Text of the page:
Just don’t let this taint your heart for future friends! Don’t push away the goods ones because of your fear of trusting! Don’t end up alone like me? Please?
    Xx

    Liked by 1 person

    1. Thank you. Each day is definitely a fight not to push people away. Experiences like the one I wrote about has made me question the motives of many…sadly. But, I am committed to living and enjoying life…which includes having people in it. So, I have accepted that being open to others may mean being hurt again and its a risk I will take because the tradeoff is worth it.

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  3. You go girl! I know exactly what you are talking about. Who knew [toxic friend/family member] was such a piece of shit? Develop a chronic illness and *bingo* they are exposed. It’s like they think you’re milking your illness for attention, or maybe they resent you pulling focus away from them and their problems. Perhaps they are just plain busted and unable to feel empathy. Whatever. You are so much better without them.

    I also have dumped people who act like its my fault I’m sick (if you would only exercise and eat organic food…) or who insist on pretending that this isn’t serious (gee, getting referred to palliative care would indicate otherwise, don’t you think?). I have found new friends and am so much better off.

    Kudos to you for pulling out the torch. Burn, bitches, burn!!

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    1. GOD!!! SO WELL SAID! Yes, you definitely discover who people are when you get sick. I thought I kicked those people out my inner circle years ago so I was definitely shocked and hurt to find them hiding out dressed up as compassionate companions. Fortunately, things always reveal themselves.

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  4. Love this, it’s perfect and exactly how I am feeling… exactly. I’ve been talking with a few other bloggers about this same issue and have posted about it myself. It’s so confusing and hurtful when you/we have done so much for someone else and then when we need support/help/listening/whatever, it’s not returned. Something I just can’t wrap my head around. Is it fear, selfishness, lack of empathy or basic friendship skills? I don’t know, but it’s infuriating and sad. Keep speaking your truth and standing your ground, I’m right there with you ❀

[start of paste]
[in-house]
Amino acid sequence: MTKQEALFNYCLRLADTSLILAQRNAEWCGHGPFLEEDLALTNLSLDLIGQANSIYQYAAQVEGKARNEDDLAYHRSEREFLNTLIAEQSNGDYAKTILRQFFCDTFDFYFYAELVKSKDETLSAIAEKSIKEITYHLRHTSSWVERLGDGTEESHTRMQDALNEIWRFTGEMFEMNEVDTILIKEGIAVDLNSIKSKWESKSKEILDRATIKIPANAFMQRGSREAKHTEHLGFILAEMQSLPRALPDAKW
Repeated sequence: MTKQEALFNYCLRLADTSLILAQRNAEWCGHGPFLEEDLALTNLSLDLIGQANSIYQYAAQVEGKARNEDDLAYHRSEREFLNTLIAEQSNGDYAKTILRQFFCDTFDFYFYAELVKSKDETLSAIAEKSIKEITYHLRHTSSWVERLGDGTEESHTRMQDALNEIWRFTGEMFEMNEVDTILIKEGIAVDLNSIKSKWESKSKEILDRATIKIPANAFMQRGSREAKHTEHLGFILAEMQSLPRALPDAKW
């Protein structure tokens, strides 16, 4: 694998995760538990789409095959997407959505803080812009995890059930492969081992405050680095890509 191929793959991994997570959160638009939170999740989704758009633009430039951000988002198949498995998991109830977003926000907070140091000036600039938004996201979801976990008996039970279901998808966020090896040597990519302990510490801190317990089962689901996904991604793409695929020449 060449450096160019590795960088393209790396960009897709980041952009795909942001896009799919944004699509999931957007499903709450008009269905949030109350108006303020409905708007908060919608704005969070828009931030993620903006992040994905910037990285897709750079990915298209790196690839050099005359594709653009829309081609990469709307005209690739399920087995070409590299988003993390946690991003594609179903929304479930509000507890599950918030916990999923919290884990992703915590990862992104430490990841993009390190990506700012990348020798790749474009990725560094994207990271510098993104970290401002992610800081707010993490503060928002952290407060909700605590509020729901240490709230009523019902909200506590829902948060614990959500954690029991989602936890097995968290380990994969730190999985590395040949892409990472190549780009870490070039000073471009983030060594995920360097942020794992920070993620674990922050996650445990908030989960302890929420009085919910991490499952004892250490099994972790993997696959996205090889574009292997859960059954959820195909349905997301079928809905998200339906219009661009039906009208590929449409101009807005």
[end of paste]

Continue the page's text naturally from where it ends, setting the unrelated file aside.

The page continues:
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    1. Thank you so much!!! I agree, it is sooo infuriating…hurtful. I always feels like the person that supports so many, yet have so few to truly support me. I have come to terms with a lot of things lately. Things I’ve refused to accept for quite some time.

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      1. I know! I have friends that I have helped breast feed their babies, given them money so they could go visit their dying child, dropped everything to let them cry on my shoulders… And what did I do to deserve being so easily left? I got sick, not on purpose. And isn’t that when friends are supposed to be there for you the most? It’s so hard to let go when the pain is so deep. I’m still struggling with this so badly, and at the same time trying to remember that there are real people out there and I have to keep trying. So very very grateful for my husband and kids who loves me no matter what, but that doesn’t fill the space left by supposed best friends. Sending you love, understanding and strength! I wish all of us that are feeling this could meet up! A group of people that know how to do ‘friend’ right!! Now that would be something ❀

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      2. That would be absolutely amazing! I do not understand why it is so challenging. I really don’t. How hard is it to be the friend you expect? Life has shown me if you really want to know who cares about you, get sick. You will quickly learn the takers in your life vs the contributors.

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      3. I will never understand it either. It’s sad but true… Since being diagnosed with RA a few years ago, I’m learning who is on my team… the takers vs the contributors. And most of the good ones have had some kind of struggle themselves, so they understand and we’ve formed our own little chronically ill team. I think that’s what we need to look for… only people who have lived it can relate and have the heart and understanding to stick around.